LOS ANGELES (Reuters) - Filmmaker Mel Stuart, director of the 1971 musical classic “Willy Wonka & the Chocolate Factory” and dozens of documentaries, has died at the age of 83.
Stuart’s daughter Madeline Stuart said he died of melanoma at his home in Los Angeles on Thursday night.
New York-born Stuart produced or directed more than 180 films, including documentaries ranging from politics (“The Making of the President 1960”) to art (“Man Ray: Prophet of the Avant-Garde”) and music such as his 1973 film “Wattstax” about African-American singers.
His prolific output for big and small screen earned him four Emmy Awards, a Peabody Award and numerous prizes from festivals round the world.
But it was his film adaptation of novelist Roald Dahl’s dark fantasy “Charlie and the Chocolate Factory” that brought him the most fame, and it was inspired by a request from his daughter.
“It was a favorite book of mine as a child, and I came home one day and asked him if he could make a movie of it, and he did,” Madeline Stuart told Reuters on Friday.
She also had a small part in a classroom scene. “There are not many kids get their wishes come true that way,” the filmmaker’s daughter, now an interior designer, said.
“He did so many things and we are proud of him. ‘Willy Wonka’ when it was released wasn’t much of a hit movie. It wasn’t until years later that it achieved this extraordinary cult status.”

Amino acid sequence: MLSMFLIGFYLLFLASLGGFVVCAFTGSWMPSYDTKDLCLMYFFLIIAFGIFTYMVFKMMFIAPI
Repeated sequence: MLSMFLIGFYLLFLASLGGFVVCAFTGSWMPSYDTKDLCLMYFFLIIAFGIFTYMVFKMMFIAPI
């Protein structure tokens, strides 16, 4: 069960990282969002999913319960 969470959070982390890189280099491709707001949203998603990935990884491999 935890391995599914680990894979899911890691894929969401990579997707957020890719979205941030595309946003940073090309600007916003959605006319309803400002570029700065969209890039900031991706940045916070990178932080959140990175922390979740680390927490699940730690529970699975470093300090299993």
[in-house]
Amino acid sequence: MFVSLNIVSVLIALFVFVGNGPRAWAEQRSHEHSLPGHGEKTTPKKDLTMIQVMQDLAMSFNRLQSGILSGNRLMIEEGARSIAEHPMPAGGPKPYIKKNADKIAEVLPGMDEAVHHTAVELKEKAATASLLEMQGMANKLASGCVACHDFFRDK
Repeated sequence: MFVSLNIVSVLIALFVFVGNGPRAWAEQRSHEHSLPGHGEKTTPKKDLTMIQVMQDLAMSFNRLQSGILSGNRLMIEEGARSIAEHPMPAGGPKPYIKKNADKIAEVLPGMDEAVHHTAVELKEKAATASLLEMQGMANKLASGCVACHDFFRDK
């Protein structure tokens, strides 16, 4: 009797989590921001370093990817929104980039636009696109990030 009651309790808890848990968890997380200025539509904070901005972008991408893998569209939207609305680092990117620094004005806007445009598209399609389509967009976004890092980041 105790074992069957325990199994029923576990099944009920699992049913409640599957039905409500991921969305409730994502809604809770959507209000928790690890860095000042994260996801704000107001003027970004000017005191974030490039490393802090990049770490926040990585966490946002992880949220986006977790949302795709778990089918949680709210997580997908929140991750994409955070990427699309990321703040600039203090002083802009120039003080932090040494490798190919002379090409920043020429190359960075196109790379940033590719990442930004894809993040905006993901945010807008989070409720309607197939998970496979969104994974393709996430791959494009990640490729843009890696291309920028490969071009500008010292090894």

The movie, which originally starred Gene Wilder, was remade in 2005 with Johnny Depp in the lead role. But Stuart said, “All respect to director Tim Burton, but people still come up to me and say your dad made the real ‘Willy Wonka.’”
Stuart’s other works included the Oscar-nominated 1964 documentary about the assassination of U.S. President John F. Kennedy “Four Days in November,” the 1980 TV miniseries “The Chisholms” and the 1969 movie comedy “If It’s Tuesday, This Must Be Belgium.”
Stuart said her father never stopped working.
“He just finished a documentary about inner city school children in Los Angeles learning to read and recite Shakespeare. He was working literally up until the end,” she said.
Stuart is survived by three children, and also by his first cousin — Stan Lee of Marvel Comics fame.
“The two of them grew up in New York and remained close to this day. They used to argue about whose characters were better, and who was more famous. Even well into their 80s they were still challenging each other, which I found rather charming,” Madeline Stuart said.
Reporting by Jill Serjeant, editing by Christine Kearney, Gary Hill